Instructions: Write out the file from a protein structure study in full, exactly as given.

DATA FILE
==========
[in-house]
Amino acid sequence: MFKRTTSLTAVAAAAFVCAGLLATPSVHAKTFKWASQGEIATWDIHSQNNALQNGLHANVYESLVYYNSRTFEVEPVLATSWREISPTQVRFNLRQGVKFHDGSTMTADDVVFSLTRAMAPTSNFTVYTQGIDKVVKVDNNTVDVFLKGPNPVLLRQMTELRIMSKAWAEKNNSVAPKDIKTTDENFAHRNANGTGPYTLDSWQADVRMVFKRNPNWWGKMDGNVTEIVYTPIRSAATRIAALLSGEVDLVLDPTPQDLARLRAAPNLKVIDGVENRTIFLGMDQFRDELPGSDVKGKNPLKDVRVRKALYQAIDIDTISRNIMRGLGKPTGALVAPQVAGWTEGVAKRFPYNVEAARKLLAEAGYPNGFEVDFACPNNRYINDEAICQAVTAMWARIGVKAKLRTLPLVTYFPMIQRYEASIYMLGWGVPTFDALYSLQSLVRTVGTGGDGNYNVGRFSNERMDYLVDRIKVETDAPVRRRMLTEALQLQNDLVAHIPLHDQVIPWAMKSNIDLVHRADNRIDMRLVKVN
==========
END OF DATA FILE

[in-house]
Amino acid sequence: MFKRTTSLTAVAAAAFVCAGLLATPSVHAKTFKWASQGEIATWDIHSQNNALQNGLHANVYESLVYYNSRTFEVEPVLATSWREISPTQVRFNLRQGVKFHDGSTMTADDVVFSLTRAMAPTSNFTVYTQGIDKVVKVDNNTVDVFLKGPNPVLLRQMTELRIMSKAWAEKNNSVAPKDIKTTDENFAHRNANGTGPYTLDSWQADVRMVFKRNPNWWGKMDGNVTEIVYTPIRSAATRIAALLSGEVDLVLDPTPQDLARLRAAPNLKVIDGVENRTIFLGMDQFRDELPGSDVKGKNPLKDVRVRKALYQAIDIDTISRNIMRGLGKPTGALVAPQVAGWTEGVAKRFPYNVEAARKLLAEAGYPNGFEVDFACPNNRYINDEAICQAVTAMWARIGVKAKLRTLPLVTYFPMIQRYEASIYMLGWGVPTFDALYSLQSLVRTVGTGGDGNYNVGRFSNERMDYLVDRIKVETDAPVRRRMLTEALQLQNDLVAHIPLHDQVIPWAMKSNIDLVHRADNRIDMRLVKVN